VIDEO - Hundreds of students paid tribute to the victims at Parkland Wednesday morning.
Over 300 Dover High School students left class Wednesday morning and gathered onto the football field to honor the 17 victims of a recent Florida school shooting.
The National School Walkout took place at schools around the country, beginning at 10 a.m. and lasting for 17 minutes. In addition to honoring victims of the shooting, the protest was intended to support a call for gun safety legislation.
While there were concerns buzzing around on social media that the protest might make students an easy target for gunmen, junior Christina Garcia said putting her self at risk was worth it.
“It was important for me to stand up for other people, knowing all of those families had to experience the loss of their children, loved ones and people they tried to protect,” the 16-year-old Garcia said. "I know representing them and showing that people care was more important than just sitting back and saying, ‘oh, I know it’s not going to happen at my school.’”
Some participating DHS students wore orange, because it’s a color hunters wear to protect themselves from getting shot by fellow hunters in the woods.
Kylie Bumgarner, a junior, was clad in an orange sweatshirt to express her disgust with the trend of school shootings around the country.
“We could be next,” the 17-year-old Bumgarner said. “Anyone could be next.”
Bumgarner said she’s heard the argument that the trend of school shootings has more to do with bullying than guns being the root cause. To those claims, the junior said there’s no one solution to end mass shootings.
“I think that guns are part of the problem. But I do think students with a lack of coping skills is a problem too,” she said. “I don’t think that our teachers are necessarily out here looking for mental health issues that are quite obvious, so we need to do a better job on that.”
During DHS’ walkout, students had a moment of silence for 17 seconds to commemorate the 17 victims.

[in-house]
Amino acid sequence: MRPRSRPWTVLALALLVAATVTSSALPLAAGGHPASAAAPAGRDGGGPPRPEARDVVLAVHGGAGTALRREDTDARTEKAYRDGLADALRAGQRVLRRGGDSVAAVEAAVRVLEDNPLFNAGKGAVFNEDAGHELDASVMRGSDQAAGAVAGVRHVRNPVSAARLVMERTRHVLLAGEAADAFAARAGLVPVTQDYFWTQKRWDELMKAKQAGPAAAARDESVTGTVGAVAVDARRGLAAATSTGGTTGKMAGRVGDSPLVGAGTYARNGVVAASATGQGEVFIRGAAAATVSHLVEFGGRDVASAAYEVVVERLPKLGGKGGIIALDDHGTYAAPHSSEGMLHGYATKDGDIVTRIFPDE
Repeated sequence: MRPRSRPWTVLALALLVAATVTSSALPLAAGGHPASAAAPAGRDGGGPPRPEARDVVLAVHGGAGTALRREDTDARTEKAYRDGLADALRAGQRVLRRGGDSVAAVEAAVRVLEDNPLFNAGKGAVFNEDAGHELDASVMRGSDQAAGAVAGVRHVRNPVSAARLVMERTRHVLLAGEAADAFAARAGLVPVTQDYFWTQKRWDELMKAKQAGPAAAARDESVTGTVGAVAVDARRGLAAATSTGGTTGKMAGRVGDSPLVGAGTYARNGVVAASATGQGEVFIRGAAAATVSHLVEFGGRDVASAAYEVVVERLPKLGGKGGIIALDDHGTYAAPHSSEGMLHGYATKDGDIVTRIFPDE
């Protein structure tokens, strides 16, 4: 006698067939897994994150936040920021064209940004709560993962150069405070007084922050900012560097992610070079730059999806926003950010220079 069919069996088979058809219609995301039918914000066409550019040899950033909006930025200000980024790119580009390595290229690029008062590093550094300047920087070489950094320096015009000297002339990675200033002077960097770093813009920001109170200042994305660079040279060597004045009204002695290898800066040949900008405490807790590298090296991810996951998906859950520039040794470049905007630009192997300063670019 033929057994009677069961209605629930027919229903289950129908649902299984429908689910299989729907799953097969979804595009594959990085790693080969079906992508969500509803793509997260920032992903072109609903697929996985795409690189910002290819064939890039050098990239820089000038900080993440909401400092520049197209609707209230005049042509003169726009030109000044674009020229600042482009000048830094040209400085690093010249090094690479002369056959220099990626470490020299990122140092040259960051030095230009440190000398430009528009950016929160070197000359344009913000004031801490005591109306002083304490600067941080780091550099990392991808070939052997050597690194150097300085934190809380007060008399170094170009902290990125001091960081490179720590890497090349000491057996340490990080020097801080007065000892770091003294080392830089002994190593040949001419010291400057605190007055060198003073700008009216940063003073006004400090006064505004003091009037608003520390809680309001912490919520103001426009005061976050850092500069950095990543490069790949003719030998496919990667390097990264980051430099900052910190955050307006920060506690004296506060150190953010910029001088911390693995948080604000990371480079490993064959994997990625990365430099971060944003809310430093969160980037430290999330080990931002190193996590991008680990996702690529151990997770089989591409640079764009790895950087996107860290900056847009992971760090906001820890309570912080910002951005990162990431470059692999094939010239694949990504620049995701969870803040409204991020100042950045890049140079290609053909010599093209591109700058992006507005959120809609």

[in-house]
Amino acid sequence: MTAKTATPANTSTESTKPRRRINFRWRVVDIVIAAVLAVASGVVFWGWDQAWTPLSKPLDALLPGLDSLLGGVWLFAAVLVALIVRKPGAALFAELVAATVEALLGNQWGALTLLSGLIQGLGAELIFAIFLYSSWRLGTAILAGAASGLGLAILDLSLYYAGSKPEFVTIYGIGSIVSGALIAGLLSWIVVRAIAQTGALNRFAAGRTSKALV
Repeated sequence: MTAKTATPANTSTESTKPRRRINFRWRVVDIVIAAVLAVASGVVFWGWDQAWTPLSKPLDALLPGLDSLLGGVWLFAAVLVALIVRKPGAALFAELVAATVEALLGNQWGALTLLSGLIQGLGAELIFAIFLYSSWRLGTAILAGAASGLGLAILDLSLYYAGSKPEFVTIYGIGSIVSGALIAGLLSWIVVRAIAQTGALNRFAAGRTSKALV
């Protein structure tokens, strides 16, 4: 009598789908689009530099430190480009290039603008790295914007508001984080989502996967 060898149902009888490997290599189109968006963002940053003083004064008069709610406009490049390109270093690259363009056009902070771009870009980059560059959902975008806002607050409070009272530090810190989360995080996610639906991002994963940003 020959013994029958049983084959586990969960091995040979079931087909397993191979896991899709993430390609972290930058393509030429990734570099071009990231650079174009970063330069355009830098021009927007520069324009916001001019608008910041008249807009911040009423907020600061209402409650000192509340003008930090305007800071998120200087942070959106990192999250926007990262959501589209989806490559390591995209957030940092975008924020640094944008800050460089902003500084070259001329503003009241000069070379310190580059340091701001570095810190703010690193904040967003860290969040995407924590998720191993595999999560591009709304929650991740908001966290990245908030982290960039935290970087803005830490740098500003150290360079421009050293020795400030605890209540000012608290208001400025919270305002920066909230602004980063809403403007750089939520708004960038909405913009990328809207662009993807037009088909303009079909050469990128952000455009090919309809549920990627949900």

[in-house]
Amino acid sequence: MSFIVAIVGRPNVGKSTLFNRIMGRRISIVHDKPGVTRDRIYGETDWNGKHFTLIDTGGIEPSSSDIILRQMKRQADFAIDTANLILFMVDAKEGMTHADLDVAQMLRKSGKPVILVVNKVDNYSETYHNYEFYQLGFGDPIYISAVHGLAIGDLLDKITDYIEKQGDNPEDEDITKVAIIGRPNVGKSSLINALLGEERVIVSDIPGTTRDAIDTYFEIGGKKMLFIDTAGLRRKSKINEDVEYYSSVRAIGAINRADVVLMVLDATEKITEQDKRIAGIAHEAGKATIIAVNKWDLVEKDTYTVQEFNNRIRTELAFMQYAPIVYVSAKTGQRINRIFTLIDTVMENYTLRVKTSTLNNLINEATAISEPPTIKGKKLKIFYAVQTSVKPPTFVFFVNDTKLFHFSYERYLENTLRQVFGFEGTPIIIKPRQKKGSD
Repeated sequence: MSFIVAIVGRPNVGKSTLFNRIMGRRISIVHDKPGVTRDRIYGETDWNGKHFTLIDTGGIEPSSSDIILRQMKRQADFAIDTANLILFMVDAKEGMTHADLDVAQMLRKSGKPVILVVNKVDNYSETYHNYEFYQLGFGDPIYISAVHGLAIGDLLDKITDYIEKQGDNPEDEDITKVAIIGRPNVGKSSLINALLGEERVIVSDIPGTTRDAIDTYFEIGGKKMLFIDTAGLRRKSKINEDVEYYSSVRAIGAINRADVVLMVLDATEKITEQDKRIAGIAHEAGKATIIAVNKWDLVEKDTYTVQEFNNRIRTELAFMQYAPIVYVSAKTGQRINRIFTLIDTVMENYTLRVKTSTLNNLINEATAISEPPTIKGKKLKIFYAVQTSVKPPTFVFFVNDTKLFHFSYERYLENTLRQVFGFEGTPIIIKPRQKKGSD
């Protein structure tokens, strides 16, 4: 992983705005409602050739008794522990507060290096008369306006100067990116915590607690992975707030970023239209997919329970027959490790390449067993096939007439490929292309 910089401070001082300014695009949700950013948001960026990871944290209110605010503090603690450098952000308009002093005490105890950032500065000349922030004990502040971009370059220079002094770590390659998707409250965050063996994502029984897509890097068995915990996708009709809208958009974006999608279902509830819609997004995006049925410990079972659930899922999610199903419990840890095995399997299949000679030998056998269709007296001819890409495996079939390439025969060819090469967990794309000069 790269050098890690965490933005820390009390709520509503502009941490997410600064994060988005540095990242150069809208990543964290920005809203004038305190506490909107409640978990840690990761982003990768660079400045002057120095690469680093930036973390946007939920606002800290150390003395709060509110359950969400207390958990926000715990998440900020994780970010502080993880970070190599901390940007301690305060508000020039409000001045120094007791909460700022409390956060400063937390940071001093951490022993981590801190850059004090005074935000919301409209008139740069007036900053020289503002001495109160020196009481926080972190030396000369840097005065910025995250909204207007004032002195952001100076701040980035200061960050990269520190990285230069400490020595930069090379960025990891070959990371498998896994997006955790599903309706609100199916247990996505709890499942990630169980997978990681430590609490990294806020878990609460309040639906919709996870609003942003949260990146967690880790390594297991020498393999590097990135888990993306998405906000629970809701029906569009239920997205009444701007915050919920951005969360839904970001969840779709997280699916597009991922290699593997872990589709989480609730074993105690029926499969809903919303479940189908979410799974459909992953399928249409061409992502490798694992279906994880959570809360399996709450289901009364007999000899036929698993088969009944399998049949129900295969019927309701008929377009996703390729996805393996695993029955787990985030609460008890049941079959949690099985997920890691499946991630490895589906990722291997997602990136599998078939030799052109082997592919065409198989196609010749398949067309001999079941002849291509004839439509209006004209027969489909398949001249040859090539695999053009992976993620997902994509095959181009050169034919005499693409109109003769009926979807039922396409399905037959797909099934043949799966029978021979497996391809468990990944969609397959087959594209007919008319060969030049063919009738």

Azaria Lewis, president of Dover High’s Class of 2020, co-organized her school protest. Lewis stood in the bleachers, alongside her fellow organizers in orange attire, and read off names of the victims.
The sophomore said her motivation behind organizing the protest stemmed from it being “a very important topic to our students.”
Lewis said she was pleased with the walkout overall. But she didn’t take kindly to some of her peers goofing around during the tribute.
“I definitely appreciate the students who came out for the right reasons,” Lewis said. “I saw some with signs and T-shirts. I definitely appreciate that. But with the students who were out there just to get out of class, I feel like that was very disrespectful.”
Then again, Lewis said she doesn’t have the power to force everyone to be respectful.
“You can’t always direct everyone’s thoughts and everyone’s actions,” she said. “We tried to push out that this is a very serious matter.”
Leading up to the walkout, some adults in the community said participating students were misguided for wanting to protest.
Charles Anyanwu Jr., a sophomore and photographer for the Senator Newspaper, disagrees with that notion.
“We are young adults and we should be treated as such,” Anyanwu said. “But the only way we can improve ourselves as young adults is by taking part in protests like this. This is how we learn to grow and stick up for things that have meaning.”
The National School Walkout commemorated the 17 people at Marjory Stoneman Douglas High School in Florida, killed by a gunman Feb. 14.
The protest was also intended to send a message to elected officials from the growing number of people who think Congress should enact tougher gun laws.
Another gun protest is scheduled in Washington, D.C. on March 24 called March for Our Lives.